Turkey's ports move keeps EU hopes alive

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The Independent Online

Turkey seized the initiative in its battle to stave off the collapse of EU membership talks with a surprise offer to start opening ports and possibly airports to traffic from Cyprus.

The surprise move, made days before a crucial meeting destined to freeze almost one-quarter of the Ankara's membership negotiations, seems likely to lead to a split among European heads of government when they meet next week.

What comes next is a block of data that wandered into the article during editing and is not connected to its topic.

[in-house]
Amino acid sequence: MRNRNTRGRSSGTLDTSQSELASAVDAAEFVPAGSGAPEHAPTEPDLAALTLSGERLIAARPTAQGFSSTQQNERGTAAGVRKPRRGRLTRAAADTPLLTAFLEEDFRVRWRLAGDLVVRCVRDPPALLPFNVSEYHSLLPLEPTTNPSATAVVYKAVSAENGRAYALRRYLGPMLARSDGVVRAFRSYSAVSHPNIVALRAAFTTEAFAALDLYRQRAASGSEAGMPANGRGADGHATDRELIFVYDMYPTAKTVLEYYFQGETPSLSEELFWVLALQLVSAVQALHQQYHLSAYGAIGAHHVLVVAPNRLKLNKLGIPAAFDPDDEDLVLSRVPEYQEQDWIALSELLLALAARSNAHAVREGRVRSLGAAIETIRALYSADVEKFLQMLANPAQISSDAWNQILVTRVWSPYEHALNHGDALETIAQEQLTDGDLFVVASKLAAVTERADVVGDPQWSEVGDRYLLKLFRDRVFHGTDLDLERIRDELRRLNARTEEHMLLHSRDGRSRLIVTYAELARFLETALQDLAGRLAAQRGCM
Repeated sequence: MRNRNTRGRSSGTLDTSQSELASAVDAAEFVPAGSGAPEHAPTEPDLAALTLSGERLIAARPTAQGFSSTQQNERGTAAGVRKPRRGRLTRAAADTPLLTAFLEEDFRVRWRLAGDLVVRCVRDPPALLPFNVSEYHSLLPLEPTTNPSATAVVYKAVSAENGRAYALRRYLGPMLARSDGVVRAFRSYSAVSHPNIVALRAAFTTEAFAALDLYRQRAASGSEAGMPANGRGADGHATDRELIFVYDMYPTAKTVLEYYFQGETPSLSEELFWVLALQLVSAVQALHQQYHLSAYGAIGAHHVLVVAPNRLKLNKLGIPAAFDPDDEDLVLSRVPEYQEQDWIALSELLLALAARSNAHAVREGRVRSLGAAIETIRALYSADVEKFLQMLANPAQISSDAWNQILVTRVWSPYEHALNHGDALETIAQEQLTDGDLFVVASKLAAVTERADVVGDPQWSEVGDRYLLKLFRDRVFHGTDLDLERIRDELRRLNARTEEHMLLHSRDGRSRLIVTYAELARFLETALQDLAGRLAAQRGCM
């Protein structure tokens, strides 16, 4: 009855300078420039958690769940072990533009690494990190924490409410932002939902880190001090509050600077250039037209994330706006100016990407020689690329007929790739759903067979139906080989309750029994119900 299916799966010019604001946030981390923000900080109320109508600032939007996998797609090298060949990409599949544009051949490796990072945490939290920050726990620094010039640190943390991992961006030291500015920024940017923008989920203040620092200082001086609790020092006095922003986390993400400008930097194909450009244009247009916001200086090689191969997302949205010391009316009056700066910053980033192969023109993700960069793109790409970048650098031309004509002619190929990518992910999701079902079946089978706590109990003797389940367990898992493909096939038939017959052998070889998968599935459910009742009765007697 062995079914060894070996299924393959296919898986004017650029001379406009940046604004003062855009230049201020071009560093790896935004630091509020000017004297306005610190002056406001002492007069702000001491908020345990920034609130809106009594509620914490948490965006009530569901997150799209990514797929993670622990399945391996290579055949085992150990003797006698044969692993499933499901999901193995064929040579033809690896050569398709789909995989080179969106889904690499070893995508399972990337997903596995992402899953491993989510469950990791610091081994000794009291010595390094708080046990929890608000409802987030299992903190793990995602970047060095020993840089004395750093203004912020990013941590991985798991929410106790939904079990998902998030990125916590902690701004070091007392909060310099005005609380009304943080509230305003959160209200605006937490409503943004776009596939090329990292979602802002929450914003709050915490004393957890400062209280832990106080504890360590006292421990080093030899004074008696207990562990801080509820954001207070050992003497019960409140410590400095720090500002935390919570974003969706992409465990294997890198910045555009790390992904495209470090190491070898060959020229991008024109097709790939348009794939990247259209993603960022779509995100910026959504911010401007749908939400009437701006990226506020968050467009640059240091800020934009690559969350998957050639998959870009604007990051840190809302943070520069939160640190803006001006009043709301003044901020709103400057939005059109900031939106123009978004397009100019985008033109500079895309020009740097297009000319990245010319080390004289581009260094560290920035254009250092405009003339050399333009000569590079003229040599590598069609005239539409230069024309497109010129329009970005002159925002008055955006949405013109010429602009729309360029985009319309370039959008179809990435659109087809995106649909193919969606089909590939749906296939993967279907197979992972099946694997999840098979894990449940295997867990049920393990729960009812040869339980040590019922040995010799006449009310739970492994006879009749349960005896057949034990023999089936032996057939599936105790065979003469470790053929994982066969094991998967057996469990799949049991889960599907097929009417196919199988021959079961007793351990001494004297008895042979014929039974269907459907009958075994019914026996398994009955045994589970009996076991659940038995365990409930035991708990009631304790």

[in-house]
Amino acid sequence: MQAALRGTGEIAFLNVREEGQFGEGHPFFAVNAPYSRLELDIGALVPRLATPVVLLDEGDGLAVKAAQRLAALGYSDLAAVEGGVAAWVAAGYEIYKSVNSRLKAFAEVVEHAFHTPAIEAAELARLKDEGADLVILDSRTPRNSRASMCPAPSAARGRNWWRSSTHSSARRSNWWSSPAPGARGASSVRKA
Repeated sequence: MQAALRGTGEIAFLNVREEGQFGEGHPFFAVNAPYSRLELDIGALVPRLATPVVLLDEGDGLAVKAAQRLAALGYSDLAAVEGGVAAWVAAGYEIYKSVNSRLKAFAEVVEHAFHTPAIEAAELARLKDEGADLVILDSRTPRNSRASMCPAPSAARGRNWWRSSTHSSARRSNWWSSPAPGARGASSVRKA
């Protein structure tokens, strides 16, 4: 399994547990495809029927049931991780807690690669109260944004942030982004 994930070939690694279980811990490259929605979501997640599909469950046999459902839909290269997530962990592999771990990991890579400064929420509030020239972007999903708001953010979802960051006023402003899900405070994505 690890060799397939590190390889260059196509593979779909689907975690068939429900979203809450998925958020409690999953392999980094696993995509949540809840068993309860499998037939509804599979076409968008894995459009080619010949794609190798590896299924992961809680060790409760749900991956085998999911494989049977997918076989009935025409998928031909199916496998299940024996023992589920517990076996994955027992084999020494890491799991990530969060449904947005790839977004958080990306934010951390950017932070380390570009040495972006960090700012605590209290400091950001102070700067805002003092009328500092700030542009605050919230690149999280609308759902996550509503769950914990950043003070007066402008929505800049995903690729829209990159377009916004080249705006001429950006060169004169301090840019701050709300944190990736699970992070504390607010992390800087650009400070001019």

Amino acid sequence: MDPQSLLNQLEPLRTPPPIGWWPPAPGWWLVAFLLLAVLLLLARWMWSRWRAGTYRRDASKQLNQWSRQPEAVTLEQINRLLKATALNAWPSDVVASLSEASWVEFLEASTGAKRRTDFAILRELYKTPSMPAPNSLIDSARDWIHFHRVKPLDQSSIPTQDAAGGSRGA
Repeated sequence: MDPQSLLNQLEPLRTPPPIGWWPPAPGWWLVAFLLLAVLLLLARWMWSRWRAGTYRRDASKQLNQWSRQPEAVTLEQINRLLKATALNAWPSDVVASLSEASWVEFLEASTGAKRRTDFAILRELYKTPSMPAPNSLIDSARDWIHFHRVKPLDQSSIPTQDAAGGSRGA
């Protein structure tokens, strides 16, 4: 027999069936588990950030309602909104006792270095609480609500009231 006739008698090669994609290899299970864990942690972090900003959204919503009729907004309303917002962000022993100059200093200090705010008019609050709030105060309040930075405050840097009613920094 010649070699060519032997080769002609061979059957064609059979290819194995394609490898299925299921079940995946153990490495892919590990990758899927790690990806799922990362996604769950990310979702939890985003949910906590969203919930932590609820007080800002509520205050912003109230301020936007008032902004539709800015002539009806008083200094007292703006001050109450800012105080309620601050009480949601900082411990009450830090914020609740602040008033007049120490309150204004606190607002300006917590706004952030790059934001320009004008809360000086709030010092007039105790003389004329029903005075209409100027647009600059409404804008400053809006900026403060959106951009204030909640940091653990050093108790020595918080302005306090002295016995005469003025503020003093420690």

Ankara has so far refused to fulfil an obligation to open up ports to Cypriot vessels and aircraft, despite the fact Cyprus joined the EU in 2004. Turkey insists that, in return, the EU must help lift the economic blockade on Turkish-controlled Northern Cyprus.

Yesterday's gesture left diplomats confused because the offer was made verbally not in writing.

However it was rejected by Greece and Cyprus and Erkki Tuomioja, foreign minister of Finland which holds the EU presidency, made it clear the plan did not amount to an immediate breakthrough.

"This is not a solution," he said, while adding: "We are taking note of an opening from the Turkish side which is a positive indication." It appears at least one port would be open to Greek Cypriot ships for a year.